Tinucci's: We eat the lunch Randy Moss dissed

Were Moss's criticisms legit? We ate at Tinucci's to find out.

Were Moss's criticisms legit? We ate at Tinucci's to find out.

Even though Randy Moss doesn't make his living as a food critic, he might be the harshest one in town. "I wouldn't feed this [expletive] to my [expletive] dog," he famously said of the food that Tinucci's restaurant provided after last Friday's practice. Perhaps Moss's pooch eats only filet mignon?

In preparation for today's free Randy Moss-themed lunch, the Hot Dish headed to Tinucci's to see if the criticisms levied by the Vikings' now-booted wide receiver were legit or unfounded.

[jump] Newport is a community busy with steel-making, waste-hauling, and trucking, and stepping into Tinucci's Deli feels like going back in time 52 years, when the family first got into the food business.

A counter full of ready-to-eat hot and cold foods stretches across the length of the deli. It's old-school, homestyle, Midwestern cooking: chicken and meatloaf and mashed potatoes and pasta and iceberg lettuce salads. It is a spread to feed those who do physical work--farm hands, factory workers, or football players.

A typical lunch crowd nearly fills the small seating area, and the clientele is heavy on retirees and guys who drive trucks and wear overalls. When I was there, a regular asked if he could cash a check--and the guy behind the counter said yes.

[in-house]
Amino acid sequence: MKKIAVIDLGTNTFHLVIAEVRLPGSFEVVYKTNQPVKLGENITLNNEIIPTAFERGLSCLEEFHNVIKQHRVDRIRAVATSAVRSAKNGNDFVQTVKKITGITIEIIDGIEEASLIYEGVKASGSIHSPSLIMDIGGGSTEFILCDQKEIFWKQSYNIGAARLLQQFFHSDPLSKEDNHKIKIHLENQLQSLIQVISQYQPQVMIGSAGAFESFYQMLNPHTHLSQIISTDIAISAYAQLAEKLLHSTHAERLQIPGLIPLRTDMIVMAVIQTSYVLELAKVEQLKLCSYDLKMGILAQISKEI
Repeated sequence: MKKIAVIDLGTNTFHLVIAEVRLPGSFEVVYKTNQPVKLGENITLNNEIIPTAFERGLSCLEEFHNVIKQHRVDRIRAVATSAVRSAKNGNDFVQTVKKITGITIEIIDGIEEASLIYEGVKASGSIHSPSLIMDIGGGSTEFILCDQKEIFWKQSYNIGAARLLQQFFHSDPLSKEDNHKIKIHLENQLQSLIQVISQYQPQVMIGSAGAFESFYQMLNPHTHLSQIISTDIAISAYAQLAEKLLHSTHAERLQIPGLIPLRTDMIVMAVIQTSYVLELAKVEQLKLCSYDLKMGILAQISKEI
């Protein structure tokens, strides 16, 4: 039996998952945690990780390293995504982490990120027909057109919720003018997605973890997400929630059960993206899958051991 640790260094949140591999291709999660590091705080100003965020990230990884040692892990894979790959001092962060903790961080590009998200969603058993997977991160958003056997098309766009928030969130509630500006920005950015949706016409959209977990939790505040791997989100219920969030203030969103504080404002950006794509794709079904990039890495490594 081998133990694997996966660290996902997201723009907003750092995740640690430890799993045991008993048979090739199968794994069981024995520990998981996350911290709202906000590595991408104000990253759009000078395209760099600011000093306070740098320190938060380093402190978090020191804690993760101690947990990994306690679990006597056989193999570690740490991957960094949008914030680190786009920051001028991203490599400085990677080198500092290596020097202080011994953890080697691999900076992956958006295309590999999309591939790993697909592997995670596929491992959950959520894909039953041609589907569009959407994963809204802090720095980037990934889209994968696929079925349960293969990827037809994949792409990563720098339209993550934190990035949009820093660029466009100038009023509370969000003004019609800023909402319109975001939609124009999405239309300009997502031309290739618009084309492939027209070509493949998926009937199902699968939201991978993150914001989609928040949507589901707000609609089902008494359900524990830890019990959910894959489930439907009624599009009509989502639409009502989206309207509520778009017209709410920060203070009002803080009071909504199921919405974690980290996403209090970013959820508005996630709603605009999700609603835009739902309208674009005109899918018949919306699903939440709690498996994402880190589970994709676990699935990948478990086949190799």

For about $9, Tinucci's offers dinners that include a choice of meat and two sides, often scooped up by a cute, gray-haired lady. And, yes, Randy, the food is not fancy, but that's the genre. Wake up and smell the watered-down coffee.

Tinucci's cooks the way Midwesterners do when they serve a large volume for a low price. The result is about the same as the spreads found at family reunions, church picnics, and funerals: The chicken's a little dry, the meatloaf's bland, the melon in the fruit cup is underripe, and the mixed vegetables are cooked within an inch of their lives. (The MVP among the dishes I tried was a rich cream-sauce penne that would probably require about 20 end-zone sprints to work off the calories.)

Some of these criticisms stem from ingredient choice, others from buffet-style serving, but the tradeoffs for both are convenience and price. What, exactly, did Moss feel he should have been served: the eight-course tasting menu at La Belle Vie?
396 21st St., Newport, 651.459.3211

Today's all-you-can-eat buffet will be free for the first 50 people who donate their Moss gear between noon and 2 p.m. Those without gear can pay $8.40, in honor of Moss's jersey number.